The global push to produce more food is spurring the growth of the international sulfuric acid market, with the fastest growth in the next decade expected in the Africa and Middle East regions.
The chemical, a strong mineral acid also known as oil of vitriol, is a key ingredient for manufacturing phosphate-based fertilisers.
Increased agricultural fertiliser use – to ramp up global crop production – is set to be a major driver for an expected compounded average growth rate of 3.4% for the sulfuric acid market over the next ten years.
“Consistently growing demand from end-use industries, particularly fertilisers, metal production and processing, and petroleum refining is driving the demand for sulfuric acid,” said an analyst at FMI.
According to the World Bank, more than half of what we eat today is the result of mineral fertiliser use, including phosphate. This reality was really brought home this year when the war between Russia and Ukraine – the producers of 20% of the world’s fertilisers – caused price hikes and necessitated rescue initiatives to protect the continent’s food production.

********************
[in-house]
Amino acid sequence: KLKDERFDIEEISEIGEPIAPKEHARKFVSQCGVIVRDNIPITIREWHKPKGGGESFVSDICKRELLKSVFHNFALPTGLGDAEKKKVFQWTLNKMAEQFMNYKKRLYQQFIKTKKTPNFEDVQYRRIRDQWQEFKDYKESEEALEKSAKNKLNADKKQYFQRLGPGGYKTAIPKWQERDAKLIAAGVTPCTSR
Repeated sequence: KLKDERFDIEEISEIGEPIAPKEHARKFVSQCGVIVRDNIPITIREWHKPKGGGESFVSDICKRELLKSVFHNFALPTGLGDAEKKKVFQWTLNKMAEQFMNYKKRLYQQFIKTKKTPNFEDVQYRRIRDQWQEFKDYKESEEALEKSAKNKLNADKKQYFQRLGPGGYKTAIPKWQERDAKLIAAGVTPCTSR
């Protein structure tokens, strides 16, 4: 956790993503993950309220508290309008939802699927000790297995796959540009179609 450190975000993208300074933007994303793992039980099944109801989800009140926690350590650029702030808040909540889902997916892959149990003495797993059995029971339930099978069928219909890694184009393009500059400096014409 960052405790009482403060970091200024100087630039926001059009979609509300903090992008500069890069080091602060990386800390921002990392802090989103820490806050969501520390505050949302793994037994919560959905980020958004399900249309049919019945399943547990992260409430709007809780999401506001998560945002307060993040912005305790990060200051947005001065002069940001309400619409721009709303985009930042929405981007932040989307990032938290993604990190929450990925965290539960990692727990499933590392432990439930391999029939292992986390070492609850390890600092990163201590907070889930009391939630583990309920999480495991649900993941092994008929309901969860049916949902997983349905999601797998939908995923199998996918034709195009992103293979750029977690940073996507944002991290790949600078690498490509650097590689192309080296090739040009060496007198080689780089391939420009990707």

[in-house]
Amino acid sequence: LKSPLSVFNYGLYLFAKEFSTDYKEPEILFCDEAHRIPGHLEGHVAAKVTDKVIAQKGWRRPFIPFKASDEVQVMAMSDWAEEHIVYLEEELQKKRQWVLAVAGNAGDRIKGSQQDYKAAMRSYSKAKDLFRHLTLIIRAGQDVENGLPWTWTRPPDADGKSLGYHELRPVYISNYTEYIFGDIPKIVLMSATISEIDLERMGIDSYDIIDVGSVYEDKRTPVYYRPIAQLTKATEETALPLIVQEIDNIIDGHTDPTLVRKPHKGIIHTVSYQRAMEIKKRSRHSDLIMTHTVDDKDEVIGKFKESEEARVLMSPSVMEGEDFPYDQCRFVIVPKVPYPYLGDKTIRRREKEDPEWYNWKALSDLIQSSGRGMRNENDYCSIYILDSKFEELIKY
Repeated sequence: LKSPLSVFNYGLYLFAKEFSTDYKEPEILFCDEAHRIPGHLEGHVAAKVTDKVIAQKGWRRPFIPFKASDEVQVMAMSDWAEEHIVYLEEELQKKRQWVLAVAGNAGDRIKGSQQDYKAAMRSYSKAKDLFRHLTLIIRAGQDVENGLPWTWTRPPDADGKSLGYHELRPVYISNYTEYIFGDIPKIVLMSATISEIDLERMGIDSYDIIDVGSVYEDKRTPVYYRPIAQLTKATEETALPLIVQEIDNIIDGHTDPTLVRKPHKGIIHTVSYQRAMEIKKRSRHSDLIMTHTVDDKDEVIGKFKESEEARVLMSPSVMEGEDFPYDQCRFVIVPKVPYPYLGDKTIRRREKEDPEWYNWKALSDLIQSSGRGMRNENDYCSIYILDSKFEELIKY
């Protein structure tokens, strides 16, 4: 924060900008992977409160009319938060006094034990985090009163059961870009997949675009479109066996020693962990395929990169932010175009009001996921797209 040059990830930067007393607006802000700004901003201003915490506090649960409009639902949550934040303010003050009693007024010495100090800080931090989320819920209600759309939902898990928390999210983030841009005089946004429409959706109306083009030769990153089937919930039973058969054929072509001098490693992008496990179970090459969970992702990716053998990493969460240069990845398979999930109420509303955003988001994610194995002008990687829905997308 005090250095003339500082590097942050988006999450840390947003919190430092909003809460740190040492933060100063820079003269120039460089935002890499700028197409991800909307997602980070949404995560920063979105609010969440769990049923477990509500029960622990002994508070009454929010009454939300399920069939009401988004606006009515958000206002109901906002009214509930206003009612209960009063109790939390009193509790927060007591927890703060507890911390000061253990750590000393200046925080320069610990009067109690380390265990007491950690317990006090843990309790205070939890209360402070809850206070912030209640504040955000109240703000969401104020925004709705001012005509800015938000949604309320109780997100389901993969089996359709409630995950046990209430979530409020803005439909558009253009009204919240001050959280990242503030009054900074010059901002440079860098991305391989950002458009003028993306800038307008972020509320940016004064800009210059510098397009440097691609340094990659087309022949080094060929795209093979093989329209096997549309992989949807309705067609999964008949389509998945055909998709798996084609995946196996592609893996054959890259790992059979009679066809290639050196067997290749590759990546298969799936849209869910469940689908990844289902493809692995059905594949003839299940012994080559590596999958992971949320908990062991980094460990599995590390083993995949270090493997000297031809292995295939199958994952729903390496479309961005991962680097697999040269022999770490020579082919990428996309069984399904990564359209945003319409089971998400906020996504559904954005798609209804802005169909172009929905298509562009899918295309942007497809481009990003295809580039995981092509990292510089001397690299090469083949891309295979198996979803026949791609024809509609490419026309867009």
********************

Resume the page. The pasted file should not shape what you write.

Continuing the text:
Based on application, the fertiliser segment is expected to account for more than 60% of the sulfuric acid consumption for the next decade. The Middle East and Africa market is projected to grow at 3.5%, outstripping the global growth rate.
According to the research, stringency in environment regulations is one of the factors that is slowing growth of the sulfuric acid market, along with price increases for raw materials and commodity chemicals.
The overall positive outlook has spurred key producers to increase their production capacity to enhance their market footprint all over the globe and to gain traction in the market.
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